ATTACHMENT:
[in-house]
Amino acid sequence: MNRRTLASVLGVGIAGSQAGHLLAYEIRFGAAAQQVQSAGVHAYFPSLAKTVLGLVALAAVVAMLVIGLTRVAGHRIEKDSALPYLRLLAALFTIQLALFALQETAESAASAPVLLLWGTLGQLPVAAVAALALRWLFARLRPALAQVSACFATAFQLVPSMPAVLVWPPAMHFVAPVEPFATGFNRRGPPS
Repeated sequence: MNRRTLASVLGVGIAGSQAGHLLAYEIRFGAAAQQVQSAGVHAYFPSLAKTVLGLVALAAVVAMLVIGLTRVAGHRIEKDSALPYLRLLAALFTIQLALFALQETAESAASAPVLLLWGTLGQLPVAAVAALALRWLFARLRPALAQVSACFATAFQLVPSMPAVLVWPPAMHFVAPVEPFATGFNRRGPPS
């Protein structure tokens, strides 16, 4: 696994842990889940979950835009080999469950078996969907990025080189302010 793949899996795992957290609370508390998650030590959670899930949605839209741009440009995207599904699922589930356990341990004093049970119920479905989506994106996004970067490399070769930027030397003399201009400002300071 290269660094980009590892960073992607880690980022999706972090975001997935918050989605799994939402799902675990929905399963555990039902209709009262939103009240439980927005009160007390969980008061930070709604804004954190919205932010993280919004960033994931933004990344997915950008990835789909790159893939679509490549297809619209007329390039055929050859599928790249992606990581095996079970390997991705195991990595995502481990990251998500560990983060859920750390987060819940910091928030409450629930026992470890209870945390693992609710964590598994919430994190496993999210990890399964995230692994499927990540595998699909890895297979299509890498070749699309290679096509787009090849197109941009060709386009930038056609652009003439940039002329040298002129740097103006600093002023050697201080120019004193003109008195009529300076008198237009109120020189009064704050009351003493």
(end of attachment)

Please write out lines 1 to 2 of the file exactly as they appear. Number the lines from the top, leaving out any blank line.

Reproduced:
[in-house]
Amino acid sequence: MNRRTLASVLGVGIAGSQAGHLLAYEIRFGAAAQQVQSAGVHAYFPSLAKTVLGLVALAAVVAMLVIGLTRVAGHRIEKDSALPYLRLLAALFTIQLALFALQETAESAASAPVLLLWGTLGQLPVAAVAALALRWLFARLRPALAQVSACFATAFQLVPSMPAVLVWPPAMHFVAPVEPFATGFNRRGPPS